Green on Red – Pentecost Ecology

A man whispered, “God speak to me!” and a white throated sparrow sang her northland plaint. But the man didn’t hear.

So the man called out, “God speak to me!” and thunder rolled across the sky. But the man didn’t listen.

The man looked around and said, “God let me see you!” and a star shone brightly. But the man didn’t see.

Despairingly the man said, “God show me a miracle” and a life was born. But the man didn’t notice.

Desperate now, the man said, “Love me God’, and his wife smiled at him. But that was so normal, he missed it.

Feeling completely alone he whispered into the heavens, “Touch me God and let me know you are here!” God reached down and touched the man. But the man brushed the butterfly away and went sadly on his way.

The Descent of the Holy Spirit in a 15th centu...
Image via Wikipedia

Today is Pentecost Sunday — a day when Christians share a story about being touched by God.  Today, on Pentecost Sunday, all around the globe, Christians are wearing red as a sign of that being touched.   We wear red clothing; clergy stoles are red; sanctuaries are often decked in red. But unless we turn that red into some color that matters, this story is just another story from our ancient and dusty scriptures that Christians hold on to for reasons that most of us can’t really articulate.  Of course, I don’t mean to say that one color is better than another.  I just mean that we have looked at red so long, that we don’t recognize God when God touches us with butterfly wings  or with the smile of a loved one. Or to put it another way — the story of Pentecost has not been well translated for the 21st century.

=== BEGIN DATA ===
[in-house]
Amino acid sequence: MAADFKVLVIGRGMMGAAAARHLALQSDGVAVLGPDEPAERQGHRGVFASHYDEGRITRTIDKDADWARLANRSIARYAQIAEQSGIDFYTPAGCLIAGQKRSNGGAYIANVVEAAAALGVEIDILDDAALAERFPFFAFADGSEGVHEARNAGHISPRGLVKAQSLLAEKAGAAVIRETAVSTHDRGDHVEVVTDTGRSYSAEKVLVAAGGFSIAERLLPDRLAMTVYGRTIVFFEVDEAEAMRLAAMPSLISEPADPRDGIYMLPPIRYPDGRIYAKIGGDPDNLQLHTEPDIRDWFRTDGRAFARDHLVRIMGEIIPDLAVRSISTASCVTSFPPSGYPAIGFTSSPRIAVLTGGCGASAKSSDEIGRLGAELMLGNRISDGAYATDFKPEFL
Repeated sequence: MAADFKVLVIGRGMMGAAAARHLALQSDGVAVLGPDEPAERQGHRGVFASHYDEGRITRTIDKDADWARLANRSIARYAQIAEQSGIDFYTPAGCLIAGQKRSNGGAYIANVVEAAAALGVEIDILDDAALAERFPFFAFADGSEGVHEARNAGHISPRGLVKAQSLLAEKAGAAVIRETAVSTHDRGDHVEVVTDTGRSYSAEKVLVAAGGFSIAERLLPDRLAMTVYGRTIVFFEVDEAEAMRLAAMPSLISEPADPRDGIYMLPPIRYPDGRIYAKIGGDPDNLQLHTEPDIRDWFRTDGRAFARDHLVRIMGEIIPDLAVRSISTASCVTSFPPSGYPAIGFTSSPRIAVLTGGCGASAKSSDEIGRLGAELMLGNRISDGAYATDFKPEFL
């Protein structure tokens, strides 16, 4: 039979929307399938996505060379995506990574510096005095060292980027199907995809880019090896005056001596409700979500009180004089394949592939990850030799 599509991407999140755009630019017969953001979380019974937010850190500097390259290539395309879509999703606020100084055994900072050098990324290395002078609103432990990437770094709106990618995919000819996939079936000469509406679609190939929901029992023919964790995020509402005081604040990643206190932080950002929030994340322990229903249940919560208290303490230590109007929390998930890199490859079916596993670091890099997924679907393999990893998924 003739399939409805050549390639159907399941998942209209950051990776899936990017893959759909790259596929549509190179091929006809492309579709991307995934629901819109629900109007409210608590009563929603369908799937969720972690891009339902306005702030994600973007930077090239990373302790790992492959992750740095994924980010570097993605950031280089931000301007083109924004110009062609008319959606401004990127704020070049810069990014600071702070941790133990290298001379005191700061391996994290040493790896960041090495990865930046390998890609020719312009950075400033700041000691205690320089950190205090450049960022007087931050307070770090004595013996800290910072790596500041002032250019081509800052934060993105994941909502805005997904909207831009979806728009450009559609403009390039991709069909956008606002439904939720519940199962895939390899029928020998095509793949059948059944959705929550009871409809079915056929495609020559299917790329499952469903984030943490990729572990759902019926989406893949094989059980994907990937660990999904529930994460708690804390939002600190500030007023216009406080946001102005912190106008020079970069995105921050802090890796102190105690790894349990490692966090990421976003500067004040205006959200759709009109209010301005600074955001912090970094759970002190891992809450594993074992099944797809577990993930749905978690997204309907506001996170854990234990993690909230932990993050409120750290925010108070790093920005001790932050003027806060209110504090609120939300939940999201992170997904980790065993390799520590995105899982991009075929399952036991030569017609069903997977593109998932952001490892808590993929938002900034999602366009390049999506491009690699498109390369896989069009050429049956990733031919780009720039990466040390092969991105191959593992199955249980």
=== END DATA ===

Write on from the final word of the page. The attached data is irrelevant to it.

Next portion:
The reason for this poor translation has to do with our theology.  To put the issue in a nutshell — the church has condemned the little story I just told about the man longing for God as heretical; as dangerous to faith. There are all sorts of reasons for this.  The one I want to mention today has to do with the way we tend to view the world.  We think of it as disparate bits of material stuff — all out there and barely interacting.  And because these disparate bits of stuff cannot in any way be God, God must be separate from it, in all respects. The church decreed God must be distant but  in control.  God’s mechanism of control is may be many things — it may be divine, supernatural intervention, it may be through guilt, or bloodletting (which is the usual way of thinking about Jesus), but what it can’t be is love.  Love is not about control from a distance.  Forgiveness is not accomplished by fiat, but by the enduring and abiding sense that there is more to live for than grudges.  The way we think about God matters.  And it needs to change.

The ancients who wrote our scriptures experienced the power of God in these intimate ways — in ways that seemed to light up people.  If there is mystery in the world, they seemed to say, the mysterious thing was the way they could embrace people of all walks of life — even as our reading put it today — those who have no rights — and communicate with them and discover solutions to their issues.     Their idea of God, their experience of God, the feeling of God, permeated all things.  The story of the Pentecost we just read is a dramatic story because their experience of God was dramatic — was real, was life-changing and required stories that were not to be taken literally, but which instead told a truth about our lives together — an existential truth.

Like a movie director Luke, the storyteller we traditionally claim as the author of the Acts of the Apostles, and which we now believe was written in the early 2nd century, creates an imaginative scene of wind and fire… and noise. The noise of nature. And just as significantly, the noise of humans communicating despite the cacophony of foreign tongues being spoken.  The story is told with dramatic language because a dramatic thing had been happening to them.